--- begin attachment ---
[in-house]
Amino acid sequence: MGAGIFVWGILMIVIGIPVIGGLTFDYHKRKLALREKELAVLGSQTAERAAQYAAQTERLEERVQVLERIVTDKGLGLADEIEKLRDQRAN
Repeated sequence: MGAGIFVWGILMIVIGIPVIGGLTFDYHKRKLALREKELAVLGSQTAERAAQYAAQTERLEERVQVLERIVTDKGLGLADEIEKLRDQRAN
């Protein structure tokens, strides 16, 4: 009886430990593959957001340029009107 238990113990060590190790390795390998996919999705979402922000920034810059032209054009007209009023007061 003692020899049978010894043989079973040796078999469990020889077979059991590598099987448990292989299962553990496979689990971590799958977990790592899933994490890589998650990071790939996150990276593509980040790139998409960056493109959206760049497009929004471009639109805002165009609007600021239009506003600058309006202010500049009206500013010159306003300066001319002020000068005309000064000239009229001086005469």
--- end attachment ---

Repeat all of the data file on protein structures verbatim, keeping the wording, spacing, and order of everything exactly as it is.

[in-house]
Amino acid sequence: MGAGIFVWGILMIVIGIPVIGGLTFDYHKRKLALREKELAVLGSQTAERAAQYAAQTERLEERVQVLERIVTDKGLGLADEIEKLRDQRAN
Repeated sequence: MGAGIFVWGILMIVIGIPVIGGLTFDYHKRKLALREKELAVLGSQTAERAAQYAAQTERLEERVQVLERIVTDKGLGLADEIEKLRDQRAN
């Protein structure tokens, strides 16, 4: 009886430990593959957001340029009107 238990113990060590190790390795390998996919999705979402922000920034810059032209054009007209009023007061 003692020899049978010894043989079973040796078999469990020889077979059991590598099987448990292989299962553990496979689990971590799958977990790592899933994490890589998650990071790939996150990276593509980040790139998409960056493109959206760049497009929004471009639109805002165009609007600021239009506003600058309006202010500049009206500013010159306003300066001319002020000068005309000064000239009229001086005469």